The E100: Biotech ex­ecs are bull­ish about 2017, but fret about drug pric­ing and the FDA un­der Trump

About the End­points 100: This is our sec­ond biotech in­dus­try sur­vey, which we sent out to our in­vite-on­ly group of ex­ec­u­tives on Feb­ru­ary 6. 98 ex­ecs, pri­mar­i­ly in the US and Eu­rope, com­plet­ed the sur­vey, You can see a list of the en­tire group at the end of this ar­ti­cle.

The biotech in­dus­try is feel­ing bull­ish about its own prospects at the be­gin­ning of 2017, large­ly sat­is­fied with the fi­nan­cial sup­port that’s been flow­ing in to the field with most ex­ecs ready to hire through the year as the tem­po on deal-mak­ing re­mains up­beat.

But it’s not all com­ing up ros­es.

The in­dus­try is in a funk about the Trump ad­min­is­tra­tion af­ter a few weeks of head­lines over a trav­el ban con­tro­ver­sy and a rolling se­ries of out­spo­ken tweets, with a large seg­ment of these ex­ecs wor­ried that a new head of the FDA could come in ready to re­duce if not ac­tu­al­ly dis­card stan­dards on drug de­vel­op­ment.

And vir­tu­al­ly no mat­ter what Trump says or does, a clear ma­jor­i­ty add, we’ve en­tered a new era on drug pric­ing that will de­mand a new math on what ther­a­pies cost. As for the high-pro­file in­stances where com­pa­nies and CEOs have been fin­gered for price goug­ing, many be­lieve we’re see­ing an end game where the re­tal­i­a­tion is like­ly to be se­vere enough to stop such prac­tices for­ev­er.

That’s the bot­tom line from our lat­est End­points 100 sur­vey, which cap­tured the thoughts of a broad swathe of CEOs and top-lev­el ex­ecs in the in­dus­try.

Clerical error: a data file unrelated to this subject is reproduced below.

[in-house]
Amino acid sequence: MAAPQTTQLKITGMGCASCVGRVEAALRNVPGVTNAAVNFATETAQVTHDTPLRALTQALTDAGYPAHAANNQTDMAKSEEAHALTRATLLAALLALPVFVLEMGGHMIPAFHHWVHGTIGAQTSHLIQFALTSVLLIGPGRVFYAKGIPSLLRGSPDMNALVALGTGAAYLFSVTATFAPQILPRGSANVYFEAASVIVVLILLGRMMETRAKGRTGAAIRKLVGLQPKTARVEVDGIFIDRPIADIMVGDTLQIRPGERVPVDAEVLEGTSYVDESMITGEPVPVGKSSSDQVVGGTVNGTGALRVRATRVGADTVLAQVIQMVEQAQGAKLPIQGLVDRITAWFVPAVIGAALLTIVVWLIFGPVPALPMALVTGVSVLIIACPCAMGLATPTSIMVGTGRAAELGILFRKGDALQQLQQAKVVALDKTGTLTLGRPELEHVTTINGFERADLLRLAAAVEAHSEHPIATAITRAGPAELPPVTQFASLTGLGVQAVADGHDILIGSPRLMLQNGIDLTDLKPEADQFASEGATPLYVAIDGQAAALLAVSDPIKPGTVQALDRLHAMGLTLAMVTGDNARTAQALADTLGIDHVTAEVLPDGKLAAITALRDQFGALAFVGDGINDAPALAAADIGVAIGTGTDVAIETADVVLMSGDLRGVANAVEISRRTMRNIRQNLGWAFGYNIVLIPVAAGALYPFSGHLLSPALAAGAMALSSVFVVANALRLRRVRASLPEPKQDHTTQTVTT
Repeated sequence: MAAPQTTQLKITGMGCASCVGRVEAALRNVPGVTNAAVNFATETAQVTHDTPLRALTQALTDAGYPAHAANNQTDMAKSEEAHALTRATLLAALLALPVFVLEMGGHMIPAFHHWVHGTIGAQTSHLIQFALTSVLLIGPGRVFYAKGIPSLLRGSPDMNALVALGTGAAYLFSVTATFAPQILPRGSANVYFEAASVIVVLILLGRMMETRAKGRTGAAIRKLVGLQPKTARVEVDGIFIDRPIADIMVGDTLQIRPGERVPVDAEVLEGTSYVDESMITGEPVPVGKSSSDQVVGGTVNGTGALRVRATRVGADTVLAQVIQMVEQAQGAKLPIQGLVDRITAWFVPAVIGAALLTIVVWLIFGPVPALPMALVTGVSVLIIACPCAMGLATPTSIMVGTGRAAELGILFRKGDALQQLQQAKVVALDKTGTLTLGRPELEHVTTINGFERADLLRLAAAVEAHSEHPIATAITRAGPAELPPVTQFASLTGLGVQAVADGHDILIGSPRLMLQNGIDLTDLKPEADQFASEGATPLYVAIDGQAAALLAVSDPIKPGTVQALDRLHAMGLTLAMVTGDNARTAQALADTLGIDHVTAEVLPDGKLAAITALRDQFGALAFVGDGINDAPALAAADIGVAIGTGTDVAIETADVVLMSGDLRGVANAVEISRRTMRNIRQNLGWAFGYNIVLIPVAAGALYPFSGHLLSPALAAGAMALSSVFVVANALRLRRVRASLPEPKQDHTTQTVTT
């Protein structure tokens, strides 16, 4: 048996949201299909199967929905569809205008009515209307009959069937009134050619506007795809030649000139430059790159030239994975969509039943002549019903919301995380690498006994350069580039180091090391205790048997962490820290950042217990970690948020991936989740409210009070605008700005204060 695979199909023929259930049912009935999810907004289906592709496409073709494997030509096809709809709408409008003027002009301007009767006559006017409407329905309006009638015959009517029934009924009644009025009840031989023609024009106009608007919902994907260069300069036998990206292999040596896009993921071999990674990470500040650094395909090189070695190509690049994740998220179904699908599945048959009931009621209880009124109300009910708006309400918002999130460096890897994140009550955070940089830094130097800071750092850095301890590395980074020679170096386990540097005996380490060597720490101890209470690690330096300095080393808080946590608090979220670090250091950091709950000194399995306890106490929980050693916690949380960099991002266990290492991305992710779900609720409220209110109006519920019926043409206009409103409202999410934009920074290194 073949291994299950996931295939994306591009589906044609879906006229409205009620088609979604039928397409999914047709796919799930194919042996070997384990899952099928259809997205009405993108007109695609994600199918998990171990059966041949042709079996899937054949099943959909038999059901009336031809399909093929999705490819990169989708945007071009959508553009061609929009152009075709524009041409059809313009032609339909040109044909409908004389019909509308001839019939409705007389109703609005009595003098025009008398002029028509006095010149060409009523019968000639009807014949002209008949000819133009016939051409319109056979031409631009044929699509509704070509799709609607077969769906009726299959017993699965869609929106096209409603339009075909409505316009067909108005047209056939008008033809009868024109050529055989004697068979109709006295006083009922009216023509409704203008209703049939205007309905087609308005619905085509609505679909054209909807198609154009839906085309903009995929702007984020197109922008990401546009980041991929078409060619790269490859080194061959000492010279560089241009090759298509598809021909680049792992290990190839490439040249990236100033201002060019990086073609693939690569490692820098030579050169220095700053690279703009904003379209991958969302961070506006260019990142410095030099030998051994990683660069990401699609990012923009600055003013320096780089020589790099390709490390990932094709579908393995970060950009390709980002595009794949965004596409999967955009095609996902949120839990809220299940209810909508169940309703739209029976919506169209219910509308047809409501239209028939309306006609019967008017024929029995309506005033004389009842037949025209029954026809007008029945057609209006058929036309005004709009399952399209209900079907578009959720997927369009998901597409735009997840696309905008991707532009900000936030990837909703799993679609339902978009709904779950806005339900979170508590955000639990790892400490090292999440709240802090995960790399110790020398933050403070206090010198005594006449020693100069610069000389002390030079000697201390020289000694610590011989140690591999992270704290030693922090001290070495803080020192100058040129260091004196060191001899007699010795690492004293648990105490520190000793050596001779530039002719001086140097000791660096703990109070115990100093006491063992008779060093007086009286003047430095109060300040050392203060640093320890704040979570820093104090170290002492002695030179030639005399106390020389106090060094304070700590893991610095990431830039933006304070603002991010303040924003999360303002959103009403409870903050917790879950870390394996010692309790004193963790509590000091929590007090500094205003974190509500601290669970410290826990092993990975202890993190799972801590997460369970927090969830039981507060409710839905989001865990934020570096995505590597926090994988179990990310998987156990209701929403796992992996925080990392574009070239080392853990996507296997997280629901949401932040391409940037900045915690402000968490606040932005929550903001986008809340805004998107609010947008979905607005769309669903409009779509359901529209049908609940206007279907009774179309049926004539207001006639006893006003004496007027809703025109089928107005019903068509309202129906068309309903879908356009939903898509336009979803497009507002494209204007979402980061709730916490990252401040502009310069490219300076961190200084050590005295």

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Down on Trump

Ful­ly two-thirds of these ex­ecs — out of 98 who re­spond­ed to our sur­vey — are deeply dis­en­chant­ed with Pres­i­dent Trump.

Thoughts ranged from “a smol­der­ing dump­ster fire with re­gards to health and hu­man safe­ty” to “his ac­tion on the im­mi­grant ban was mis­guid­ed. His in­abil­i­ty to re­frain from tweet­ing is ar­ro­gant. His ad­mi­ra­tion of Putin is fool­ish.”

A huge ma­jor­i­ty — 82% — dis­ap­proved of the pres­i­dent’s ac­tions. On­ly 4% found some­thing to ap­prove.

One of the pres­i­dent’s sig­na­ture ef­forts ear­ly on has been to blast what he calls out­ra­geous pric­ing for drugs. A big group — 63% — feel that the bio­phar­ma in­dus­try has en­tered a new era on drug pric­ing. But a strong ma­jor­i­ty of 56% be­lieve that al­low­ing Medicare to ne­go­ti­ate drug pric­ing, as Trump has said now re­peat­ed­ly, is the wrong move.

“I be­lieve that Phar­ma re­al­ly doesn’t get it,” said one ex­ec. “Ever since the fi­nan­cial cri­sis there has been a con­stant drum­beat by pa­tients, physi­cians, etc on the price of drugs. We need to be more fo­cused on bring­ing ‘val­ue for the mon­ey.’ There isn’t enough mon­ey in the world to ad­dress the world’s health­care. We need to raise the bar much high­er for our­selves and price re­spon­si­bly. We are killing the gold­en goose.”